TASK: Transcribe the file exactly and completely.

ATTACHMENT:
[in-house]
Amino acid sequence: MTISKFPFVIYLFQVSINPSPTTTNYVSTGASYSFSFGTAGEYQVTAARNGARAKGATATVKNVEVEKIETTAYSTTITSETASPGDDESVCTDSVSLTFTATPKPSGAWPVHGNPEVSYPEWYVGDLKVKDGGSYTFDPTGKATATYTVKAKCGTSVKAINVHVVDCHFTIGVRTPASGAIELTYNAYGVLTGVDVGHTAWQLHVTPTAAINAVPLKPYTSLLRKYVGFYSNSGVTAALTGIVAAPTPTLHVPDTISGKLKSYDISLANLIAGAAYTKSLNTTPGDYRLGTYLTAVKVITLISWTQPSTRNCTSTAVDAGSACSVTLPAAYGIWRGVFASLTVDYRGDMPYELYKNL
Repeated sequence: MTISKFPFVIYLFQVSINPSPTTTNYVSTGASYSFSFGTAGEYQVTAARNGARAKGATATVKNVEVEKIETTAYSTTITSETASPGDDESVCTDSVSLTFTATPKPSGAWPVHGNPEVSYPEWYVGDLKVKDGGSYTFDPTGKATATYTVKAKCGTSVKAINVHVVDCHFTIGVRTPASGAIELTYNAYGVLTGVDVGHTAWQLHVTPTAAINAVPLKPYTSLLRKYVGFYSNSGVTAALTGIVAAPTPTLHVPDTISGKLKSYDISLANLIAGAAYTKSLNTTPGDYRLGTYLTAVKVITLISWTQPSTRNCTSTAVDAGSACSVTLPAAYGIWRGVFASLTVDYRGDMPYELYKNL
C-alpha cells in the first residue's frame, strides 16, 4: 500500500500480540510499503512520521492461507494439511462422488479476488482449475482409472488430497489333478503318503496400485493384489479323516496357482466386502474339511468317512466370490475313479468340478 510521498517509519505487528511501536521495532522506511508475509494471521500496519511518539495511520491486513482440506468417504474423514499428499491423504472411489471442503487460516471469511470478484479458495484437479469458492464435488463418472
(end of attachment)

[in-house]
Amino acid sequence: MTISKFPFVIYLFQVSINPSPTTTNYVSTGASYSFSFGTAGEYQVTAARNGARAKGATATVKNVEVEKIETTAYSTTITSETASPGDDESVCTDSVSLTFTATPKPSGAWPVHGNPEVSYPEWYVGDLKVKDGGSYTFDPTGKATATYTVKAKCGTSVKAINVHVVDCHFTIGVRTPASGAIELTYNAYGVLTGVDVGHTAWQLHVTPTAAINAVPLKPYTSLLRKYVGFYSNSGVTAALTGIVAAPTPTLHVPDTISGKLKSYDISLANLIAGAAYTKSLNTTPGDYRLGTYLTAVKVITLISWTQPSTRNCTSTAVDAGSACSVTLPAAYGIWRGVFASLTVDYRGDMPYELYKNL
Repeated sequence: MTISKFPFVIYLFQVSINPSPTTTNYVSTGASYSFSFGTAGEYQVTAARNGARAKGATATVKNVEVEKIETTAYSTTITSETASPGDDESVCTDSVSLTFTATPKPSGAWPVHGNPEVSYPEWYVGDLKVKDGGSYTFDPTGKATATYTVKAKCGTSVKAINVHVVDCHFTIGVRTPASGAIELTYNAYGVLTGVDVGHTAWQLHVTPTAAINAVPLKPYTSLLRKYVGFYSNSGVTAALTGIVAAPTPTLHVPDTISGKLKSYDISLANLIAGAAYTKSLNTTPGDYRLGTYLTAVKVITLISWTQPSTRNCTSTAVDAGSACSVTLPAAYGIWRGVFASLTVDYRGDMPYELYKNL
C-alpha cells in the first residue's frame, strides 16, 4: 500500500500480540510499503512520521492461507494439511462422488479476488482449475482409472488430497489333478503318503496400485493384489479323516496357482466386502474339511468317512466370490475313479468340478 510521498517509519505487528511501536521495532522506511508475509494471521500496519511518539495511520491486513482440506468417504474423514499428499491423504472411489471442503487460516471469511470478484479458495484437479469458492464435488463418472